Cookie use on MRCVSonline
We use cookies to ensure that we give you the best experience on our website. If you continue without changing your settings, we will assume that you are happy to receive all cookies.
If you would like to forward this story on to a friend, simply fill in the form below and click send.

Your friend's email:
Your email:
Your name:
 
 
Send Cancel
Reverse zoonosis causes concern
reverse zoonosis concern influenza flu season transmission illness
Humans must beware of passing flu on to their pets

The concept of reverse zoonosis, in which humans can pass illness on to their pets, is causing concern with the approach of the influenza (flu) season.

Many people do not realise they can not only pass flu on to other humans when they get sick, but also animals, including dogs, cats and ferrets.

Scientists and vets hope to help prevent reverse zoonosis by raising awareness of the issue.

It is well known that animals such as pigs and birds introduce new strains of flu to humans, such as the most recent H1N1 flu strain, however, it is less known that humans have further passed these on to other animals.

There is currently little known about reverse zoonosis by scientists and vets, however researchers at Oregon State University (OSU) and Iowa State University are looking at this type of disease transmission.

"We worry a lot about zoonosis, the transmission of diseases from animals to people," said Christine Loehr, an associate professor at the OSU College of Veterinary Medicine. "Any time you have infection of a virus into a new species, it's a concern, a black box of uncertainty.

"We don't know for sure what the implications might be, but we do think this deserves more attention."

Professor Loehr advises that people with flu-like symptoms distance themselves from their pets in future.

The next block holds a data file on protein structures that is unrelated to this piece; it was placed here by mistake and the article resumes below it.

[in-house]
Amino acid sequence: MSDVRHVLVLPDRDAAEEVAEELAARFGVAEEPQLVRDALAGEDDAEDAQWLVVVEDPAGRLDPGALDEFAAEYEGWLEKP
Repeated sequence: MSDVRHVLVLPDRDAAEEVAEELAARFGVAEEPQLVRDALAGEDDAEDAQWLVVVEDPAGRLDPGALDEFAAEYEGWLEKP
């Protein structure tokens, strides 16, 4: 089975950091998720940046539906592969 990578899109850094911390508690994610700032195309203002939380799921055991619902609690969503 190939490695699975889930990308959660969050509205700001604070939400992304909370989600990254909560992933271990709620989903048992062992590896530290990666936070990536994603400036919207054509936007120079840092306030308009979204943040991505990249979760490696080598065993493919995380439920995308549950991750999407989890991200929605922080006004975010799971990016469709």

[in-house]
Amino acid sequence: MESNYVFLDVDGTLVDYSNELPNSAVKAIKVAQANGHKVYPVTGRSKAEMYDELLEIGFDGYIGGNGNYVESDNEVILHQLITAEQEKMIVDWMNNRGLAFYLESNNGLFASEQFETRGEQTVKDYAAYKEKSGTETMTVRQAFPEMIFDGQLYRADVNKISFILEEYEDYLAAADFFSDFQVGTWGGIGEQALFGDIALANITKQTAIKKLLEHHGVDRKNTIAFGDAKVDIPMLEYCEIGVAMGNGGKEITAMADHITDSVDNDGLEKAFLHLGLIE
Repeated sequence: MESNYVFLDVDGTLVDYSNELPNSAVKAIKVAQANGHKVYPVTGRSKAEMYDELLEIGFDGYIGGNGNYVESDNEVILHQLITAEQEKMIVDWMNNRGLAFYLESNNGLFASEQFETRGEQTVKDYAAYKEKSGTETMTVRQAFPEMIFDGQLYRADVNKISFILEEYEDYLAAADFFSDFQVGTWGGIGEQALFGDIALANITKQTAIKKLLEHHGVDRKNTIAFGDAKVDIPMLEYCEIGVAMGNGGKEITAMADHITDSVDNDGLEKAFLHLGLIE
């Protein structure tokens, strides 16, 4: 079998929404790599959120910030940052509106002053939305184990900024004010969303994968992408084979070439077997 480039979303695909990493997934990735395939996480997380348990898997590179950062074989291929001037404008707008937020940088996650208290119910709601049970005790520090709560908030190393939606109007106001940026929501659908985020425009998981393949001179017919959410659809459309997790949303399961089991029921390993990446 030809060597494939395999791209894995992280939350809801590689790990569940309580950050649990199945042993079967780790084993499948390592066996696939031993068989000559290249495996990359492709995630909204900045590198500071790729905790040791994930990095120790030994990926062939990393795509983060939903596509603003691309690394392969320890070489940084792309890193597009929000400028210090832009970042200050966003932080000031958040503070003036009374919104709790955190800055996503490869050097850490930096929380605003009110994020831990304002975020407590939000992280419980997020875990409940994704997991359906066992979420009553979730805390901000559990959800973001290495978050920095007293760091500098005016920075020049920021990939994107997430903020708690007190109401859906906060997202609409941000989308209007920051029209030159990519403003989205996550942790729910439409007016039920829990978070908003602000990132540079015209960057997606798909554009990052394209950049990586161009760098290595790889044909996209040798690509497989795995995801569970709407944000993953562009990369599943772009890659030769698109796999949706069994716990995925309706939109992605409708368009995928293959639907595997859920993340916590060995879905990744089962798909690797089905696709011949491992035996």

Become a member or log in to add this story to your CPD history
News Shorts
BEVA Trust to launch vet volunteer pilot projects

Following a review of its activities and an assessment of BEVA members views, the BEVA Trust is set to launch a series of vet volunteer pilot projects. The projects will help to decide whether BEVA members' willingness to donate their own time can be used in ventures to improve equine health and welfare.

The review was undertook by experts from veterinary, equine, charity and commercial sectors. They considered the evolution of the Trust and gathered the views of BEVA members, to assess what charitable activities were needed and achievable. It was strongly agreed that BEVA should have a philanthropic arm and a significant majority expressed that they would be willing to donate their time in support of the trust.

In response to the review, the Trust now plans to make use of the expertise and significant intellectual capital within BEVA and put it to a charitable purpose through pilot partnerships with existing NGOs. An initial series of projects will involve collaboration with UK and international organisations, including the British Horse Society, to put equine veterinary volunteers on the ground to provide clinical skills and education.